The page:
Anthony Steffen was born Antonio Luiz De Teffè, the son of the Formula 1 champion and then ambassador Manoel de Teffe. He was one of the stars of the spaghetti western genre, appearing in a large number of them. One thing I noticed is that Steffen must have owned the hat he wore in every one of them. Less a ten gallon stetson, more on the order of four or five maybe, I’ve never seen him without it.
Steffen plays a mysterious character known as Shenandoah that rides into town and gets immediately braced by a pair in the saloon, they trying to force him into a fight with a pretended slight. He won’t bite, flashing a big roll of bills and getting himself invited to a poker game with the two men and a gambler named Jerry Krueger(Arturo Dominici, billed as Arthur Kent). Of course, cheating goes on and gets a saloon brawl started between Shenandoah and the two men, which our hero wins. The gambler notes an interesting fact to a fellow outlaw, Murdock(another spaghetti vet, Eduardo Fajardo): the roll of bills in Shenandoah’s been using are counterfeit. They resolve to keep an eye on him.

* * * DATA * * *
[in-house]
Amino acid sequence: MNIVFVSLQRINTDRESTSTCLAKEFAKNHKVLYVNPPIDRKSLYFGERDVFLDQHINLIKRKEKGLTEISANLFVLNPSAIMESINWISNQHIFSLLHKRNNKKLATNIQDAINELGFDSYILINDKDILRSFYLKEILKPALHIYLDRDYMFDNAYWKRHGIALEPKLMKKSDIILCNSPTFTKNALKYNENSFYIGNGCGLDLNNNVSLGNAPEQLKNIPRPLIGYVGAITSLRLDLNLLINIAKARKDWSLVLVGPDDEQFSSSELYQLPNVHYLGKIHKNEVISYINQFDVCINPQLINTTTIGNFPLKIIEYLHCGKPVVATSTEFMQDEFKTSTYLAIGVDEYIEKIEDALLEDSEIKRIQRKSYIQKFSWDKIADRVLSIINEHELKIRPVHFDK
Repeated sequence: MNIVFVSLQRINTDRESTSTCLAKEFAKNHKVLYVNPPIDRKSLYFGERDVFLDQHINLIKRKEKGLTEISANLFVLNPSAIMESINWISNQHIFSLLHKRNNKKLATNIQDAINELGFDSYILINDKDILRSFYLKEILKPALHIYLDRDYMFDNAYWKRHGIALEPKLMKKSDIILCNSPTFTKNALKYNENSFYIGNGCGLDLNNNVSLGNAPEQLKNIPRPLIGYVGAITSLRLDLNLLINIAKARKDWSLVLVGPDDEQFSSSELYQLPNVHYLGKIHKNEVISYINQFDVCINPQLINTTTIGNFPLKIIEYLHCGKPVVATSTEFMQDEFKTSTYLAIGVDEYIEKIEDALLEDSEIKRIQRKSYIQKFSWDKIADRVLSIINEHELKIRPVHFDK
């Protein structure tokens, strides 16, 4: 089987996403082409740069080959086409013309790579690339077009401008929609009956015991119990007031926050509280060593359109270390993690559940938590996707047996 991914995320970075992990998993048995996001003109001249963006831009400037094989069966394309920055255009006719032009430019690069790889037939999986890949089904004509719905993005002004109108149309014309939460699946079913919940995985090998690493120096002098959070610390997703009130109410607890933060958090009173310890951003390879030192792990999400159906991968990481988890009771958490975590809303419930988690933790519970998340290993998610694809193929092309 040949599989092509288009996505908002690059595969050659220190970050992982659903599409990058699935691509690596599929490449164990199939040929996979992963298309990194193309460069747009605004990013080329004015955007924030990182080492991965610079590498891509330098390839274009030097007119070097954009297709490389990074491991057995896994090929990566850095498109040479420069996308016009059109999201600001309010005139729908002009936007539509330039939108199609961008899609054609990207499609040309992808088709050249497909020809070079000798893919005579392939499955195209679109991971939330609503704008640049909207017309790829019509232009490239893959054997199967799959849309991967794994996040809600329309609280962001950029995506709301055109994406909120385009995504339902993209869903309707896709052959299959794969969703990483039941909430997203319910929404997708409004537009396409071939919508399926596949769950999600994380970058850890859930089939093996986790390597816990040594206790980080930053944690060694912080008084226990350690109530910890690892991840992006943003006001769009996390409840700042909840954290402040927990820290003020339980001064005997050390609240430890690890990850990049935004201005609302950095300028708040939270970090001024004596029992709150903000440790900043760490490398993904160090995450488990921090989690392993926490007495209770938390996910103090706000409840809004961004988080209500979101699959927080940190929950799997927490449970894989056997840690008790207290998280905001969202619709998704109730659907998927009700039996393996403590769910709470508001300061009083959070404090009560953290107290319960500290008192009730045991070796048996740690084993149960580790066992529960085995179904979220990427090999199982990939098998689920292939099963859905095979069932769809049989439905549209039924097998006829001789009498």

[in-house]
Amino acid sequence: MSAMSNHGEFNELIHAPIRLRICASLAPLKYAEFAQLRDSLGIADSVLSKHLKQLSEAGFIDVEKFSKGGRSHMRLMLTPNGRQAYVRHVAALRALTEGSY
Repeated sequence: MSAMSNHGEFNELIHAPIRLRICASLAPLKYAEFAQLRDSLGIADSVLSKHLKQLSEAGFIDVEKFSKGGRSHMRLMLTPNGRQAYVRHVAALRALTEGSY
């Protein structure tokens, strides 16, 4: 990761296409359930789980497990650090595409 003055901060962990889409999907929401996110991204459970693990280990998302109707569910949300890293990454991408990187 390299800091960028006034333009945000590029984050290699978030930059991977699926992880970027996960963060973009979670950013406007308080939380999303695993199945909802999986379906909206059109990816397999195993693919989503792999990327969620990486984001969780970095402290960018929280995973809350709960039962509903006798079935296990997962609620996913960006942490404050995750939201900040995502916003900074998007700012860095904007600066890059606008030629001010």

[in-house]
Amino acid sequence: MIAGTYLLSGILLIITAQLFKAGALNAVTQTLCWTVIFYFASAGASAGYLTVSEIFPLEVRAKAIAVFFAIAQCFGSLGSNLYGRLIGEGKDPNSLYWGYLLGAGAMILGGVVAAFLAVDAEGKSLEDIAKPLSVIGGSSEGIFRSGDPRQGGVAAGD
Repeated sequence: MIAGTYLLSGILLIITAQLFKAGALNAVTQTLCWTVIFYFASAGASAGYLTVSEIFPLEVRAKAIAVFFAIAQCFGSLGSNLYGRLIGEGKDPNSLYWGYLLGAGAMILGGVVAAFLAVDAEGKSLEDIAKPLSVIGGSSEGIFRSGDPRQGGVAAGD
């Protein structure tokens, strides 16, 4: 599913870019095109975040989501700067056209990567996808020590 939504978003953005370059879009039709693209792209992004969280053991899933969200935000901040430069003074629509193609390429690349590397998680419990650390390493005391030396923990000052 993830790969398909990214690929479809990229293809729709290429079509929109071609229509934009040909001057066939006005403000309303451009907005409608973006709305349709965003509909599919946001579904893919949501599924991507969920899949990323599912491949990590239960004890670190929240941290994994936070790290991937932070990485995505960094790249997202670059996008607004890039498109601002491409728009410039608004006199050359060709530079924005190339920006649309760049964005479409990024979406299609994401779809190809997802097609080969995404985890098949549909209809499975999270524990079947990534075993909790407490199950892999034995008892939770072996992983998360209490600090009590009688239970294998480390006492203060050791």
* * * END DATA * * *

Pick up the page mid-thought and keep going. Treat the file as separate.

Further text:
Shenandoah worms his way into the gang when he forces a soft bank robbery into a full assault. Two men were to quietly take the bank late at night while the gang waited outside of town as back-up if anything went wrong. What went wrong was Shenandoah firing a couple of shots in the air from concealment. As the gng is storming out of town, one is wounded and left behind, to be rescued by Shenandoah himself.
In order to gain full partnership in the gang, Shenandoah must pass an initiation. He has a gun with two bullets, the opponent he must kill has two loaded six guns. They are sent into a valley for the hunt. Here’s where we begin to learn about Shenandoah’s motivations. Two years before, the gang had held up a stage and one passenger, a woman, had been brutalized, then killed. She was Shenandoah’s wife and he wants the killer.
The only man who knows his true identity, and we don’t learn that until the finale, is a rancher named Wilson. Shenandoah risks his life to warn the man when the gang sets out to rob him and gets caught at it. Here’s another staple of one of Steffen’s westerns: he’ beaten bloody and senseless by the gang. It seems to happen in every one, though he of course prevails in the end.
The finale is well staged with the last confrontation between Joe Logan(Shenandoah’ real name) and the killer he’s been hunting for two years.
As mentioned, entertaining but not terribly original. One final note: the review over at FISTFUL OF PASTA asks one thing I’ve thought about often. What did Steffen’s voice really sound like. All the big stars for that matter. The English voice was rarely the same and often sounded totally off for a particular actor.